"I believe in Professor Jerry Thomas' first aim for an efficient bartender: 'please the guest'; and I always keep in mind what Patrick Duffy said 'The proportions are a matter of personal taste, depending on the strength and sweetness desired'. The origins of alcohol take us to its medicinal and social roots. That's the path I choose when mixing drinks: the pleasure of discerning drinking."
Esther's Signature Cocktails
Claim to Fame
Giving vegetables the respect and love that they deserve.
Q & A
What do you as a mixologist think about beer?
I drink it and enjoy it!!!
Different types depending on the environment; I mix it sometimes too.
If you could offer a couple of short pieces of advice to the average bartender, what would they be?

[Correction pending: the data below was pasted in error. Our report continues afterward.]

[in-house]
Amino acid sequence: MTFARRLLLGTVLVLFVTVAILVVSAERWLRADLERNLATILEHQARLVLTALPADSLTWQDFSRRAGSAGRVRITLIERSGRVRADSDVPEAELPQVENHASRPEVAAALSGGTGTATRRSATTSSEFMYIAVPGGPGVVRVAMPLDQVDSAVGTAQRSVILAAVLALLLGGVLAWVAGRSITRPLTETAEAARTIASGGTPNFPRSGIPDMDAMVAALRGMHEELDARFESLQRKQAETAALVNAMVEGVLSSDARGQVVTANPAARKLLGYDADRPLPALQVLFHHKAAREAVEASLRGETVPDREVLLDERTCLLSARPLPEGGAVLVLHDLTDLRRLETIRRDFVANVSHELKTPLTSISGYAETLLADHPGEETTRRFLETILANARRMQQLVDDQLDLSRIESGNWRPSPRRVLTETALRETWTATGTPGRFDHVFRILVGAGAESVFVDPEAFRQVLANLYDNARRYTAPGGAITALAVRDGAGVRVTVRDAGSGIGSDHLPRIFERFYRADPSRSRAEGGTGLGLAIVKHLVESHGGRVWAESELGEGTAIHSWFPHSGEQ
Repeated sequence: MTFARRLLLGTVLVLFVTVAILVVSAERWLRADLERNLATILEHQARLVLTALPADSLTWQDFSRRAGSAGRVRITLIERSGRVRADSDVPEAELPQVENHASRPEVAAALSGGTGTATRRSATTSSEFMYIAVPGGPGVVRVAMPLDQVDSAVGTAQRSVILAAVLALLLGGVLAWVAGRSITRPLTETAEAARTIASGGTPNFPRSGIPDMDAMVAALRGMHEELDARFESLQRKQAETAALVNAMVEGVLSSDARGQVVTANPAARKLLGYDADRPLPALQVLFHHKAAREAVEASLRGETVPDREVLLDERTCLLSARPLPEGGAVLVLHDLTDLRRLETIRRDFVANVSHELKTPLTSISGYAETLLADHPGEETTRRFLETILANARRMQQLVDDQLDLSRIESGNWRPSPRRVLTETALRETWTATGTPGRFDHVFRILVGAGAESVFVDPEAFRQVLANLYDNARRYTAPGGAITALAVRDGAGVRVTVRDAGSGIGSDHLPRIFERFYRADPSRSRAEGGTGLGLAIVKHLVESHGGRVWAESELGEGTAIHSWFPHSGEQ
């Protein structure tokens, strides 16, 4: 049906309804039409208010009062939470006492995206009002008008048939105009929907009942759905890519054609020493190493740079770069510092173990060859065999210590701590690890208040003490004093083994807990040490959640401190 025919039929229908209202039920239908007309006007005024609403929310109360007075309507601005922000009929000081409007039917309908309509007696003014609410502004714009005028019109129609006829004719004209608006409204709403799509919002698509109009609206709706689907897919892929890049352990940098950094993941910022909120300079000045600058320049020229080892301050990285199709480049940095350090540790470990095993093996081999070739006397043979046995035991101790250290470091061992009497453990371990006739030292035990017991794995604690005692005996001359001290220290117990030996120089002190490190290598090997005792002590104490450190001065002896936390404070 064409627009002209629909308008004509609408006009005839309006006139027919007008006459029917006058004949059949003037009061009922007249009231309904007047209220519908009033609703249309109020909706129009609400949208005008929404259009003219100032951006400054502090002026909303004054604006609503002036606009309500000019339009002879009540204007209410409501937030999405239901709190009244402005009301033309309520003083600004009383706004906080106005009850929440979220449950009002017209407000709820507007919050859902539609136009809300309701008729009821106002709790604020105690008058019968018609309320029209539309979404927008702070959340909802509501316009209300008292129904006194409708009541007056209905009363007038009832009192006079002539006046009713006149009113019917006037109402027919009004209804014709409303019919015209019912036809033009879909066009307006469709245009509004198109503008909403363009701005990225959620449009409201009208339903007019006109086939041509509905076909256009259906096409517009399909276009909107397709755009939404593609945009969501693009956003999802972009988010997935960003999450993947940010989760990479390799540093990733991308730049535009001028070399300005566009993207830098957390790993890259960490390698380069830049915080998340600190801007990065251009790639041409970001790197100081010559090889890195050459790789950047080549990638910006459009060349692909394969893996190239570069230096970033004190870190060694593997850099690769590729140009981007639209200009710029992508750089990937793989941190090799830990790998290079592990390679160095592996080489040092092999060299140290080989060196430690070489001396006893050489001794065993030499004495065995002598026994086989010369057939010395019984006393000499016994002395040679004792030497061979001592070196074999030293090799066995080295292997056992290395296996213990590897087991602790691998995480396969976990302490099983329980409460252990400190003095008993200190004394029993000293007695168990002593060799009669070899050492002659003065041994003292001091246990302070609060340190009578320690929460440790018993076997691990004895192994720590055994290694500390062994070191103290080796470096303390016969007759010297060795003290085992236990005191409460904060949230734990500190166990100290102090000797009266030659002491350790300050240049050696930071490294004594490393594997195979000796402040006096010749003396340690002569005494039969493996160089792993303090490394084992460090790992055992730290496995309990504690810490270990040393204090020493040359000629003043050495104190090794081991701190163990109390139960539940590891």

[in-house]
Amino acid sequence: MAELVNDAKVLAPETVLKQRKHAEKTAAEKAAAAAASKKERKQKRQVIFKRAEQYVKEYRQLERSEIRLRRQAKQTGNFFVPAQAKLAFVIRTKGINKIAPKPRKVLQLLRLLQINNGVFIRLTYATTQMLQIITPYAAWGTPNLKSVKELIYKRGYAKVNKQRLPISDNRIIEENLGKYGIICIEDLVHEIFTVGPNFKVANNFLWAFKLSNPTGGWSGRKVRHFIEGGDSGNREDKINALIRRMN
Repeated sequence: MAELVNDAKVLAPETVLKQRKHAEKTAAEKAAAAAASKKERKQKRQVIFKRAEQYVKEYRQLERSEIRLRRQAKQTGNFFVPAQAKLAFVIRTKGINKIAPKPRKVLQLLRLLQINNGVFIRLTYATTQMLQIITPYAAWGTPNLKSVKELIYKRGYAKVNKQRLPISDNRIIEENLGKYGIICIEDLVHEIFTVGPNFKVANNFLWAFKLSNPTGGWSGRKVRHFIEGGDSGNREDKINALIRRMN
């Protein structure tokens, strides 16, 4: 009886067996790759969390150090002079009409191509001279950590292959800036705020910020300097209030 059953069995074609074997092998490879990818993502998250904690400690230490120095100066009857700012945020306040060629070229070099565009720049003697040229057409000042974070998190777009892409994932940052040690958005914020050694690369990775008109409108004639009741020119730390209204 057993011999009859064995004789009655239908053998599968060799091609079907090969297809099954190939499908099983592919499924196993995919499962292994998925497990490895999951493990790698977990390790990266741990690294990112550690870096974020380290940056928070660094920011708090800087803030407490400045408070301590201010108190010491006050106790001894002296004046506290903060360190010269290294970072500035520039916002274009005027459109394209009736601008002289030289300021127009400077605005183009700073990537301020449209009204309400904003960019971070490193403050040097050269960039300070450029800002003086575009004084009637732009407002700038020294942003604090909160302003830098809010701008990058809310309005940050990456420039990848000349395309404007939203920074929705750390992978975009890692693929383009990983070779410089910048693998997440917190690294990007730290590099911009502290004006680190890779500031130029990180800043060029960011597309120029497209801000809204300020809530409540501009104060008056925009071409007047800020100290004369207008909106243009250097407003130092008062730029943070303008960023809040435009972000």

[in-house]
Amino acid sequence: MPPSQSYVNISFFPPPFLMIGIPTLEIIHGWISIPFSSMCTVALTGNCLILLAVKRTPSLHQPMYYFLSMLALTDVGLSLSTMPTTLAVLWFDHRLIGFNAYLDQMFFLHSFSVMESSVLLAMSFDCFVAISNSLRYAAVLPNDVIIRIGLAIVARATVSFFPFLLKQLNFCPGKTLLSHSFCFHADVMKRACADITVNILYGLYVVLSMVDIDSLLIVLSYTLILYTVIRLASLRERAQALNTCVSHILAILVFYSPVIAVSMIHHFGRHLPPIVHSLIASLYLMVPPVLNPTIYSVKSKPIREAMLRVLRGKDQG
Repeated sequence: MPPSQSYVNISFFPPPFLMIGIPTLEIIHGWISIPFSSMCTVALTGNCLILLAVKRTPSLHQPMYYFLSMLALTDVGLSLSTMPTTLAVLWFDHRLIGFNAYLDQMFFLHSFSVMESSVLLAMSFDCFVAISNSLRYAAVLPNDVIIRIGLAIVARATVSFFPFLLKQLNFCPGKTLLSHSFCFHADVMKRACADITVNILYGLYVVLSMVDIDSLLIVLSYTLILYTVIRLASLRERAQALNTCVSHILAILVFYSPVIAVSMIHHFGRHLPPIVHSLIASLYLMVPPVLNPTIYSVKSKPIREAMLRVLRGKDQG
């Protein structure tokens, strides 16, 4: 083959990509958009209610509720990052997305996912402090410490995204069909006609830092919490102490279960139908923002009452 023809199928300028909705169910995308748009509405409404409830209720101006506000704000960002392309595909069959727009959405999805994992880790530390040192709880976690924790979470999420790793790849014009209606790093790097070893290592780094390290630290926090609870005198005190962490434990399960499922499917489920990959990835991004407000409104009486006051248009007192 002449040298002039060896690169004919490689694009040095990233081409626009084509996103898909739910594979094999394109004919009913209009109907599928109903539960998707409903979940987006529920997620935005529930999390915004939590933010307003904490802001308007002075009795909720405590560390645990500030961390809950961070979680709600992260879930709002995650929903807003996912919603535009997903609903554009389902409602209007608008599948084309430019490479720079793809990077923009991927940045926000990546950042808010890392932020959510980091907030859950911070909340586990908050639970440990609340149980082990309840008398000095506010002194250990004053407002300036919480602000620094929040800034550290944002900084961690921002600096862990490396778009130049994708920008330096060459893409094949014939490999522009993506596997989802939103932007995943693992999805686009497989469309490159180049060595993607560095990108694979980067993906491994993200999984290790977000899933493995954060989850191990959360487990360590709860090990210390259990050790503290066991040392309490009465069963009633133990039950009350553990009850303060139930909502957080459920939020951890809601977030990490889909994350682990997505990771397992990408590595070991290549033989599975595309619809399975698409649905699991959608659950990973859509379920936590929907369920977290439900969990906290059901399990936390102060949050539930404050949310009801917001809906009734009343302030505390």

The guest should be the focus of your craft' or 'never forget that a good bartender must be a good host' or 'Be knowledgeable but humble' or 'clean as you go'.
Just one thing? Be professional.
Surely you have some pet peeves about bartenders -- care to share?
Those who think that they are better than the person they are tending.
As a mixologist/consultant, you work directly with many restaurants on their drink menus -- describe the parts of this process.
You must fulfil the needs of the establishment and what the guests like.
Sometimes, I start with the ingredient, sometimes the other way around; guest focus always, they are the ones who will drink your concoctions.
How did you get started?
I'm a teacher back home but I couldn't speak English when I arrived. When I saw the selection of spirits here, I felt as if I had a liquid kitchen in front of me. I fell in love.
How were you trained in bartending?
In the bars I worked - my colleagues and guests.
Did you take any courses?
WSET and NVQ managment
What's your process for creating a new cocktail?
I can't think of a process as such, flavours and ideas say hello and then I mix them..
What is your favourite cocktail to drink? To make?
To mix: Anything that my guests will enjoy.